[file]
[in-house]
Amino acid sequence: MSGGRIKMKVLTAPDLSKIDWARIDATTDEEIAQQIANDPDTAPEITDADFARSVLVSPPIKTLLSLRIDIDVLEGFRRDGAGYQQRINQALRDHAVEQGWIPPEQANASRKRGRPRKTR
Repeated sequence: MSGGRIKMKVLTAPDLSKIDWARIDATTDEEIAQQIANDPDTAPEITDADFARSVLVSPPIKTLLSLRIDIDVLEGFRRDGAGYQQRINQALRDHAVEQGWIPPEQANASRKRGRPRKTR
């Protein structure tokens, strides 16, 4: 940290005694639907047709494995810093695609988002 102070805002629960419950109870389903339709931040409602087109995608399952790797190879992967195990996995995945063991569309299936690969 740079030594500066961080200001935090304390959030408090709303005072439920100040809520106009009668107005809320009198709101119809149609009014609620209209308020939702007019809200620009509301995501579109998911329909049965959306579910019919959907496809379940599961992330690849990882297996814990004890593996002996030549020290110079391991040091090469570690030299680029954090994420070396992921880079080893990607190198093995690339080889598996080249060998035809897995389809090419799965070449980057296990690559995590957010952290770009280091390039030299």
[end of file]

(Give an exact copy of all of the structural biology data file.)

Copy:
[in-house]
Amino acid sequence: MSGGRIKMKVLTAPDLSKIDWARIDATTDEEIAQQIANDPDTAPEITDADFARSVLVSPPIKTLLSLRIDIDVLEGFRRDGAGYQQRINQALRDHAVEQGWIPPEQANASRKRGRPRKTR
Repeated sequence: MSGGRIKMKVLTAPDLSKIDWARIDATTDEEIAQQIANDPDTAPEITDADFARSVLVSPPIKTLLSLRIDIDVLEGFRRDGAGYQQRINQALRDHAVEQGWIPPEQANASRKRGRPRKTR
């Protein structure tokens, strides 16, 4: 940290005694639907047709494995810093695609988002 102070805002629960419950109870389903339709931040409602087109995608399952790797190879992967195990996995995945063991569309299936690969 740079030594500066961080200001935090304390959030408090709303005072439920100040809520106009009668107005809320009198709101119809149609009014609620209209308020939702007019809200620009509301995501579109998911329909049965959306579910019919959907496809379940599961992330690849990882297996814990004890593996002996030549020290110079391991040091090469570690030299680029954090994420070396992921880079080893990607190198093995690339080889598996080249060998035809897995389809090419799965070449980057296990690559995590957010952290770009280091390039030299």